Fig. 1
figure1

Flow chart for group I

Additional treatment for group ΙΙ

Follow up was done for immediate postoperative VH and IVA was indicated if the hemorrhage was not cleared after one month. If recurrence occurred after the first month, IVA was given with follow up for one month, and if not cleared, pars plana wash of the hemorrhage was indicated (Fig. 2).

Fig. 2
figure2

Flow chart for group II

The primary outcome measure was change in the mean Log MAR BCVA in both groups after nine months. The secondary outcome measures were duration of clearance of VH, additional required treatment in both groups and report of any complications.

Data management and statistical analysis

The collected data was revised and introduced to a PC using Statistical package for Social Science (SPSS, Chicago, inc, USA, version 20). Data was presented and suitable analysis was done according to the type of data obtained for each parameter. Parametric numerical data were expressed as mean and standard deviation (SD). Unpaired T Test was used to assess the statistical significance of the difference between two study groups’ means (significant difference was considered if p ≤ 0.05). Repeated Measure ANOVA test was used to assess the statistical significance of the same variable measure more than two times among the same group.

Results

There was no statistically significant difference regarding the initial demographic characteristics between both groups (Table 1).

Table 1 The initial demographic characteristics of both groups

BCVA changes in both groups

The difference was not statistically significant regarding the mean initial log MAR BCVA (1.17 ± 0.48, 1.44 ± 0.44 respectively, P = 0.158). At one month, the difference was significantly better in group ΙΙ than group Ι (0.65 ± 0.22, 0.93 ± 0.37 respectively, p = 0.039). At two months, the mean log MAR BCVA was also significantly better in group II than group I (0.49 ± 0.19, 0.71 ± 0.2 respectively, P = 0.042). The mean BCVA in group I was not statistically different from group II at 3 months (0.55 ± 0.2, 0.50 ± 0.17 respectively, P = 0.508). At six months, the difference between both groups was also insignificant (0.52 ± 0.19, 0.46 ± 0.1 respectively, p = 0.347). At nine months, the difference was also insignificant between both groups (0.51 ± 0.20, 0.48 ± 0.18 respectively, p = 0.412) (Fig. 3)

Fig. 3
figure3

BCVA levels in both groups along study follow up visits. BCVA is measured in log MAR. Repeated measure ANOVA test results: Group I: Initial BCVA versus BCVA at one month was non-significant t (NS), initial versus two, three, six and nine months was significant (S). Group II: Initial versus one, two, three. Six and nine month was significant (S)

The mean final BCVA was statistically better than the initial BCVA in group I (0.51 ± 0.20, 1.17 ± 0.48, P < 0.001) and the mean final BCVA was statistically better than the initial BCVA in group II (0.48 ± 0.18, 1.44 ± 0.44, P < 0.001).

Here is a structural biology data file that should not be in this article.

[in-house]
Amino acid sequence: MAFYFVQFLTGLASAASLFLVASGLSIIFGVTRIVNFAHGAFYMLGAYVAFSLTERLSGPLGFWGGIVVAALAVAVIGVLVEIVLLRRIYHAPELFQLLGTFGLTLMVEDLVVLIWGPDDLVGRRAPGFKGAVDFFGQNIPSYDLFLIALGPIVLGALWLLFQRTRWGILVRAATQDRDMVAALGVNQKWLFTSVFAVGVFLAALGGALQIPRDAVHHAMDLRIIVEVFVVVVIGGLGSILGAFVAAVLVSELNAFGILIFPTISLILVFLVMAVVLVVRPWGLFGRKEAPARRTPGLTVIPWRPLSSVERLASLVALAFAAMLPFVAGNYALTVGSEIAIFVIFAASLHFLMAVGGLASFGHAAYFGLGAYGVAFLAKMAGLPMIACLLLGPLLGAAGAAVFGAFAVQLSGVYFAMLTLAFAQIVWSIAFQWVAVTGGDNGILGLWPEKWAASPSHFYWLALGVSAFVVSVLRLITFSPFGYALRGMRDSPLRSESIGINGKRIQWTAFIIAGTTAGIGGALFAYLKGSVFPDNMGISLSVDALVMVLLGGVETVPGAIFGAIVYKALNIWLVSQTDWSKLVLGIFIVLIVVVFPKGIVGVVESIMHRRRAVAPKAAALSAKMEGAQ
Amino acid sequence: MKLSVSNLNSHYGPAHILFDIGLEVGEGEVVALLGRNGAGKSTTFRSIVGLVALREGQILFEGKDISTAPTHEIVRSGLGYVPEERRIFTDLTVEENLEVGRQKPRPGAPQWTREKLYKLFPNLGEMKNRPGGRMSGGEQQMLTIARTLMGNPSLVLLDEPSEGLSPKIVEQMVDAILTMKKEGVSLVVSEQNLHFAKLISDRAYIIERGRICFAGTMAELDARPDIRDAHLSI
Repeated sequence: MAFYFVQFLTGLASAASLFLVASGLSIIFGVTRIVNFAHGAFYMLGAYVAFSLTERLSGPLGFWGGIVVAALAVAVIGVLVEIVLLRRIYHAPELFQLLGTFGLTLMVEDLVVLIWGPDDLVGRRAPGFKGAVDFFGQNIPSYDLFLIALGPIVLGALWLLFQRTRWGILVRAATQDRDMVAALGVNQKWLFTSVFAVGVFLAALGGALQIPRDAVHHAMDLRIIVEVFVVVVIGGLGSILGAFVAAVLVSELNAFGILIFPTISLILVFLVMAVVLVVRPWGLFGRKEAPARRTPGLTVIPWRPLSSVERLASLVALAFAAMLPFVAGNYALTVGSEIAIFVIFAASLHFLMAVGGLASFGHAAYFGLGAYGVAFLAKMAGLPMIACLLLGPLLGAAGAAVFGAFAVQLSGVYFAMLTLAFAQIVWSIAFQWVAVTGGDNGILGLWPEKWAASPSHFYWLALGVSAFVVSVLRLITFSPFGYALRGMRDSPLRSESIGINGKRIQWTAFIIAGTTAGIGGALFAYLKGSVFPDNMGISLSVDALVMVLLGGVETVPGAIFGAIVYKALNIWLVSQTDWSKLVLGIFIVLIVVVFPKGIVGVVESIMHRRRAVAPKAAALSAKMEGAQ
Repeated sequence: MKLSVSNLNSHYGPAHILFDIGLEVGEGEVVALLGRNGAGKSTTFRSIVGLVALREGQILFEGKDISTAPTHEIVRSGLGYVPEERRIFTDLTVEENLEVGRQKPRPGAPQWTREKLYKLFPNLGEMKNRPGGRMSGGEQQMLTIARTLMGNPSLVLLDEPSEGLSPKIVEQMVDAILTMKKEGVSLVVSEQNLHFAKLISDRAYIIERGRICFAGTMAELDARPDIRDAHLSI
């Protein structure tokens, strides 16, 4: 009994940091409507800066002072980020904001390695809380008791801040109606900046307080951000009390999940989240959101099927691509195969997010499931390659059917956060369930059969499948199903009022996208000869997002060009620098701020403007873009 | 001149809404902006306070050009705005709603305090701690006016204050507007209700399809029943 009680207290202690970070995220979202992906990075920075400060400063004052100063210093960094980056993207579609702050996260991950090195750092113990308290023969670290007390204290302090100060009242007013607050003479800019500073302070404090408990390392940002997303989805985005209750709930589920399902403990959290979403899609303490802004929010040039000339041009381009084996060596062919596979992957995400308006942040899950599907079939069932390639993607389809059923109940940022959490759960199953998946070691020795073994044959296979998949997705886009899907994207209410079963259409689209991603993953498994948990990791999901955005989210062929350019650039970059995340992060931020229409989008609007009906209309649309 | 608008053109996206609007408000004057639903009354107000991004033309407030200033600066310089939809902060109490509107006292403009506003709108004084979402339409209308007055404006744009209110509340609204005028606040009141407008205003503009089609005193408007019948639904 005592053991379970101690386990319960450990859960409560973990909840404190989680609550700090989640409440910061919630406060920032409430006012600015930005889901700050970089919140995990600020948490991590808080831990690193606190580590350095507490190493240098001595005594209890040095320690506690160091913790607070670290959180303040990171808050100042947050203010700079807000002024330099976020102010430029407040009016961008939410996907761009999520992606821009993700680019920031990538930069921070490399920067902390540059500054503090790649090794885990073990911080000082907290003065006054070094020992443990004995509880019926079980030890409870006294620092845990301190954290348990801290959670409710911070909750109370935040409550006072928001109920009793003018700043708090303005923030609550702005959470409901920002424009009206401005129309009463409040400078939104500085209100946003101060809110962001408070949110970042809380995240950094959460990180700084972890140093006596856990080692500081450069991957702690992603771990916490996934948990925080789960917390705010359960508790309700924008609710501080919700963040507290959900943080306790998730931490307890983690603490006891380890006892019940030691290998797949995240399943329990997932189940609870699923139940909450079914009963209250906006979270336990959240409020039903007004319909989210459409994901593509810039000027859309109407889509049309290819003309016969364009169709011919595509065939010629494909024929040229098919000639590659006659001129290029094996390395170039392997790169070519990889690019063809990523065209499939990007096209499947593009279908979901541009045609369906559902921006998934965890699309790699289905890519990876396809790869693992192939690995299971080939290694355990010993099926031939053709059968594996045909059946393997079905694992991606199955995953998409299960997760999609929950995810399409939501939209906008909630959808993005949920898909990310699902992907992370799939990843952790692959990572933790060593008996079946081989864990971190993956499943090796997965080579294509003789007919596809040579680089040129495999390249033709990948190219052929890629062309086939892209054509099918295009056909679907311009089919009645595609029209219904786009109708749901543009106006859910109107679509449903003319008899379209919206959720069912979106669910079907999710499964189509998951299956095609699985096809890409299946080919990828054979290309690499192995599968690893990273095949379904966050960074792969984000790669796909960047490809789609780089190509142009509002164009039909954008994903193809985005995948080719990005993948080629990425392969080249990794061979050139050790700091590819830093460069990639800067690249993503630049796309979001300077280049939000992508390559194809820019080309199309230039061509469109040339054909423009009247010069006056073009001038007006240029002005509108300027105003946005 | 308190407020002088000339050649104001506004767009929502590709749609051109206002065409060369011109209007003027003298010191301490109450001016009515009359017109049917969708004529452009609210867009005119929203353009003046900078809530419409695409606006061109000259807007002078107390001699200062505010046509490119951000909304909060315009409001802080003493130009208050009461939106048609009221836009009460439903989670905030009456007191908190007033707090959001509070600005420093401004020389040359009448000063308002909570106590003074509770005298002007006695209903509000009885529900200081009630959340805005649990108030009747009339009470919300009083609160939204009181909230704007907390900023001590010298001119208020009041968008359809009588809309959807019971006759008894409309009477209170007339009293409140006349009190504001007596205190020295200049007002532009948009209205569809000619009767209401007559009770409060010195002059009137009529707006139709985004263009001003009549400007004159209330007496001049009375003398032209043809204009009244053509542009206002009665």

There was no significant difference between both groups regarding the number of eyes having final log MAR BCVA better than 0.5, 0. 5-0.7 or worse than 0.7(Fig. 4).

Fig. 4
figure4

Number of eyes with different final postoperative visual acuity levels in both groups. BCVA levels measured in Log MAR. Treated eyes were categorized according to final log MAR BCVA into three groups (better than 0.5, 0.5–0.7 and worse than 0.7)

Clearance of VH

The mean duration of VH clearance in group Ι was 7.8 ± 1.8 weeks while it was 5 days in group ΙΙ (SS, p ≤ 0.05).

Significant complications

Epiretinal membrane (ERM) was found in two eyes (11.8%) in group I and two eyes (11.8%) in group II. Cataract occurred in four out of eleven phakic eyes (36.4%) in group ΙΙ (uneventful phacoemulsification and intraocular lens implantation was done for these eyes in the time between three and six months). Meanwhile, none of the eyes in group I had cataract. Intraoperative retinal tear occurred in two eyes (11.8%) in group II. Significant intraoperative bleeding occurred in one eye (5.9%) in group II. 20% SF6 gas was used in three eyes (17.6%) in group II. Neither intraocular infection nor glaucoma occurred in any eye in both groups. None of the eyes had retinal detachment.

Additional treatment in both groups for recurrent VH

Group I

After three months, clearance of VH with complete PRP was achieved in all eyes (100%). Recurrent VH occurred in five eyes (29.4%); the average time for recurrence was 19 weeks. IVA injection was given once after diagnosis of recurrent VH. Two eyes (11.8%) showed cleared VH within a month after the injection and vitrectomy was done for three eyes (17.6%) due to non-clearance of VH after one month from last IVA injection.

Group II

Early mild postoperative VH was found in 6 eyes (35.3%) immediately after surgery. All eyes showed complete clearance within the first month, late recurrent VH (after three months) occurred in two eyes (11.8%), IVA injection was given with complete clearance.

The difference in the recurrence rate between group I (29.4%) and group II (11.8%) was statistically significant (p < 0.05).

Discussion

PDR is a common cause of VH. 50% of PDR patients who do not receive timely treatment develop serious vision loss within 5 years [3]. Sivaprasadet al, [13] studied the effect of repeated aflibercept injection in comparison to standard PRP in cases of PDR without VH and showed that regression of retinal neovascularization at 2 years was seen in 81% of aflibercept-treated eyes and 78% of PRP-treated eyes. 64% of aflibercept-treated eyes had total regression of neovascularization, compared to 34% in PRP eyes. Accordingly, the aflibercept group had greater improvement in retinopathy and showed better BCVA than eyes treated with PRP. Grosset al [4] showed that IVR was found to be non-inferior to PRP in PDR without VH at the end of two year study.